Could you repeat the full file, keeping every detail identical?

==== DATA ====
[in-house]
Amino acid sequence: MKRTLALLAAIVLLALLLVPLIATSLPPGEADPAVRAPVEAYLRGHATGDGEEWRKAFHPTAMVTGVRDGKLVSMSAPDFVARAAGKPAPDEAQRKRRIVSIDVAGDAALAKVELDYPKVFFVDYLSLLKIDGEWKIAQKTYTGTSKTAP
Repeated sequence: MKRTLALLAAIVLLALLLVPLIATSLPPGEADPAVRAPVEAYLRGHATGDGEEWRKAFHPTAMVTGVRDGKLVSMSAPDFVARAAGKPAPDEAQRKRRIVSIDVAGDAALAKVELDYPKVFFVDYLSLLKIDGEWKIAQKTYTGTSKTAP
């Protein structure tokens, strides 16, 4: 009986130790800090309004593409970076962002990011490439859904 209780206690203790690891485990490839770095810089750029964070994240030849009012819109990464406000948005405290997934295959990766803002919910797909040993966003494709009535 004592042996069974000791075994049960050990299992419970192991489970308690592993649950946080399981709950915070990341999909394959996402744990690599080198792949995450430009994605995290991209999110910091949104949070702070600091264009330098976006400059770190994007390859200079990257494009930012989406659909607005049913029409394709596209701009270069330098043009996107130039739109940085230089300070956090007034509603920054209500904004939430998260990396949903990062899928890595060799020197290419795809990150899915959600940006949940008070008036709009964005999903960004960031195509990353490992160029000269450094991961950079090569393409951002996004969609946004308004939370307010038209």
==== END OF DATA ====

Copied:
[in-house]
Amino acid sequence: MKRTLALLAAIVLLALLLVPLIATSLPPGEADPAVRAPVEAYLRGHATGDGEEWRKAFHPTAMVTGVRDGKLVSMSAPDFVARAAGKPAPDEAQRKRRIVSIDVAGDAALAKVELDYPKVFFVDYLSLLKIDGEWKIAQKTYTGTSKTAP
Repeated sequence: MKRTLALLAAIVLLALLLVPLIATSLPPGEADPAVRAPVEAYLRGHATGDGEEWRKAFHPTAMVTGVRDGKLVSMSAPDFVARAAGKPAPDEAQRKRRIVSIDVAGDAALAKVELDYPKVFFVDYLSLLKIDGEWKIAQKTYTGTSKTAP
């Protein structure tokens, strides 16, 4: 009986130790800090309004593409970076962002990011490439859904 209780206690203790690891485990490839770095810089750029964070994240030849009012819109990464406000948005405290997934295959990766803002919910797909040993966003494709009535 004592042996069974000791075994049960050990299992419970192991489970308690592993649950946080399981709950915070990341999909394959996402744990690599080198792949995450430009994605995290991209999110910091949104949070702070600091264009330098976006400059770190994007390859200079990257494009930012989406659909607005049913029409394709596209701009270069330098043009996107130039739109940085230089300070956090007034509603920054209500904004939430998260990396949903990062899928890595060799020197290419795809990150899915959600940006949940008070008036709009964005999903960004960031195509990353490992160029000269450094991961950079090569393409951002996004969609946004308004939370307010038209």